Contributed by Len Goldman
The 58th annual RRCA Convention was held in Dallas the weekend of March 18-21. The RRCA Convention provides an opportunity for running club leaders, race directors, running industry professionals, and runners to come together to share information and best practices. It also contributes to the national mission of the RRCA to develop and grow community-based running clubs and events. LMJS is a member of the RRCA and usually several club members attend this annual event. However due to the Oakland Running Festival being held the same weekend, many club members were committed to either running or volunteering at the Festival. Since 2001, I have attended most of the annual conventions and always look forward to going. Over the years, I have made many friends from running clubs throughout the U.S. It feels like a family reunion for me, getting to visit and reminisce with runners I haven't seen for a year, plus an opportunity to make new friends. It is also very educational with seminars on a variety of subjects.
The host hotel was in Downtown Dallas, which like many urban centers including Oakland, is experiencing a building boom that includes people moving back into the core area in significant numbers. My impression was of a city with a lot of vitality and one that is experiencing a prosperous economy. Upon my arrival, I made a new friend immediately, as my roommate was Scott Fiske, the Michigan RRCA state rep. This was his first convention and I was able to share some of my experiences with him, plus we are both college basketball fans and that resulted in several late nights watching the NCAA tournament on TV.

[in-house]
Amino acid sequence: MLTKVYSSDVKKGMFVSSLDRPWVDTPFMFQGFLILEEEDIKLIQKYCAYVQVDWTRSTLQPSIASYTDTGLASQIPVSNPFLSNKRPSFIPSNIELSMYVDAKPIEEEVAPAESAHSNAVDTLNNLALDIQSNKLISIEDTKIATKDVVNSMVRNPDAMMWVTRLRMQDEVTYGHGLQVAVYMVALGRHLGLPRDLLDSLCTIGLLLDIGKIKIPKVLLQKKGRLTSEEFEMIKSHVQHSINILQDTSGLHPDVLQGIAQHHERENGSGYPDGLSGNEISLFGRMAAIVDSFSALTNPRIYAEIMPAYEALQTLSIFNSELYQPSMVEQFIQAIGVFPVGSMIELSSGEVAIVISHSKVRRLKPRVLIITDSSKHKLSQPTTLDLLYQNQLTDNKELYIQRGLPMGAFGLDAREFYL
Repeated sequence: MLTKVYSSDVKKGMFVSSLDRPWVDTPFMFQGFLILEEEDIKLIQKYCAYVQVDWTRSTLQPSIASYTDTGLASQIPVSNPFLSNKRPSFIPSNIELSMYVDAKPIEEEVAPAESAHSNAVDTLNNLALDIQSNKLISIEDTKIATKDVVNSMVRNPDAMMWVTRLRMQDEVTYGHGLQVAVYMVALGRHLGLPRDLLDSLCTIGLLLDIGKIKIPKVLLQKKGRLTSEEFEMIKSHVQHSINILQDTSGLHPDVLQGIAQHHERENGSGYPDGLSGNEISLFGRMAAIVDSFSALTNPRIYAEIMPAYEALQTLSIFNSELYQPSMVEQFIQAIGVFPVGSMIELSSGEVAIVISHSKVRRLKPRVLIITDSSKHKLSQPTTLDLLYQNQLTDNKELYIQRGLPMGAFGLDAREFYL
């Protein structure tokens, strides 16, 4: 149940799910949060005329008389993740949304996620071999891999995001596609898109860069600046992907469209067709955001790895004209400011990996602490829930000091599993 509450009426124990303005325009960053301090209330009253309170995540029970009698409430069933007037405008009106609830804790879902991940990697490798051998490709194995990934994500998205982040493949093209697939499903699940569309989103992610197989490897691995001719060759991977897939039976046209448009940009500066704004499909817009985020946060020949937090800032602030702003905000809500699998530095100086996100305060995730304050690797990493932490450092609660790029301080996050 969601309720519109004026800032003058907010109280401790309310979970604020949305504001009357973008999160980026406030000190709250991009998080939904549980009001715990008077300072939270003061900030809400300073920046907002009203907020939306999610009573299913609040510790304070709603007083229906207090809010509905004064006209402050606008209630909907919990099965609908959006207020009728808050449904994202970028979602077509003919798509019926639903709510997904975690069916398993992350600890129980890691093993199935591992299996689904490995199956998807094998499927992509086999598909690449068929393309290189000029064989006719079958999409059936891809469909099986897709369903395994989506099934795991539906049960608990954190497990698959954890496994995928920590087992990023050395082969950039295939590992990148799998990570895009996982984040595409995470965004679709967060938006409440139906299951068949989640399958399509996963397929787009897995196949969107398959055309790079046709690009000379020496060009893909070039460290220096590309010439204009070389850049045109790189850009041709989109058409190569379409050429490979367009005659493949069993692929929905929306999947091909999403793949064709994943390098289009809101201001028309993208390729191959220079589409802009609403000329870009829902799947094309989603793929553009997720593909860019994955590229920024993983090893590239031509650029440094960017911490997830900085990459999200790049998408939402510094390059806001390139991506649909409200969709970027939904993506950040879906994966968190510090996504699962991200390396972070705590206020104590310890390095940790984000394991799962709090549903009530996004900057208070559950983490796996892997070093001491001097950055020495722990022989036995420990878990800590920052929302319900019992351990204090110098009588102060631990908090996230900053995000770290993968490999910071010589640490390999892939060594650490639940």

The first day of the convention on Friday started early, with a 6:30 a.m. run through the streets of Downtown Dallas led by runners from the host club, Dallas Running Club. There were probably 100 runners who took part. The formal part of the convention then kicked off with a continental breakfast and welcome speech in the hotel ballroom, the site of our lunches and awards banquet dinner on Saturday night. The seminars on both days provided an opportunity to learn about best practices in club management, race directing, trends in running, youth running programs club training programs, and much more. Needless to say it is an intense two days, with a total immersion in running and activities from dawn to late in the evening. Plus there is the informal networking that takes place during the breaks and at meals, where connections with other runners can be established. I have found this informal network to be very helpful when I have questions how different clubs do things and need to reach out for information.
In addition to the seminars, there is also a vendor expo with companies who offer various products and applications for both running clubs and runners. The RRCA coaching certification course Level 1 is also offered at the convention and new this year the RRCA was "beta testing" a Level 2 course that it hopes to offer nationwide in 2017.